British Columbia's looming provincial election is expected to affect the fate of Alberta's pipelines going west, including the Northern Gateway pipeline and Kinder Morgan project.
Not all of B.C.'s election candidates support the development of these pipelines, including the NDP who are the front-runners so far. Their election may have a severe economic impact on Alberta.
"I think there are many governments that have an opportunity to show some leadership," said Alberta Premier Alison Redford about the B.C. election.
Party leaders including NDP Leader Adrian Dix and Green Leader Jane Sterk both oppose several pipeline projects. Conservative Leader John Cummins supports the projects but Liberal Leader and Premier Christy Clark has said she is in support but does not approve of what B.C. is entitled to under the current proposal.
If successful, the Kinder Morgan proposal would see expansion of the company's existing trans-mountain pipeline that delivers oil from Alberta to the Port of Vancouver.
Enbridge's Northern Gateway pipeline is a proposal to ship oilsands crude through northern B.C. to the West Coast port of Kitimat.
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"Projects such as Enbridge Northern Gateway are not in our economic, our cultural, or our environmental interests," said Dix.
Redford has said Alberta faces a $6-billion revenue shortfall this year because oilsands crude fetches a discounted price in its sole market of the U.S., a loss she's termed the "bitumen bubble."
"Market access is fundamental to what we're doing," said Redford.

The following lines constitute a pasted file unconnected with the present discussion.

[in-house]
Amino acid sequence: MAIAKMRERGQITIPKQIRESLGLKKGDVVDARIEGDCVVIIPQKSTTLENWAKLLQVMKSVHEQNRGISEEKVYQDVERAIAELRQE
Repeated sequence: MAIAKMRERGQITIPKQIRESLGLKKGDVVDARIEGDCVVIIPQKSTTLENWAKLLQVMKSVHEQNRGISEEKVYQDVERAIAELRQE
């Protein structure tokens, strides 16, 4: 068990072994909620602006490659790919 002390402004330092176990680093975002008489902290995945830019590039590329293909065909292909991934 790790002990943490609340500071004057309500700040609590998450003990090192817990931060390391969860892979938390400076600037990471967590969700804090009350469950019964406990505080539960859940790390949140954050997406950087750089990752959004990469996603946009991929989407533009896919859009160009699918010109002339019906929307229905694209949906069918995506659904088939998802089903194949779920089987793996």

"It's one of the commitments we made to Albertans in the last election... to ensure that we were doing everything we could to open market access."
Redford says there has also been increased production in Alberta's oilsands. The approval of pipelines would inevitably lead to greater exports and fuel further investments because of increased access to markets.
Clark has remained noncommittal to the Northern Gateway or Kinder Morgan pipelines throughout the campaign, a move she has faced criticism over.
“The Premier’s position on both these pipelines appears to be ‘trust me.’ But if the price from Ottawa or Alberta is right, she’s prepared to support a massive increase in tankers and the environmental risks that they pose," Dix said.
But Canada can't afford to have B.C. become a `have-not' province that fails to contribute to Confederation, again, Clark said.
"British Columbians need us to succeed, absolutely... but every Canadian is depending on us too this time because there aren't a lot of `have' provinces left in this country."
With files from the Canadian Press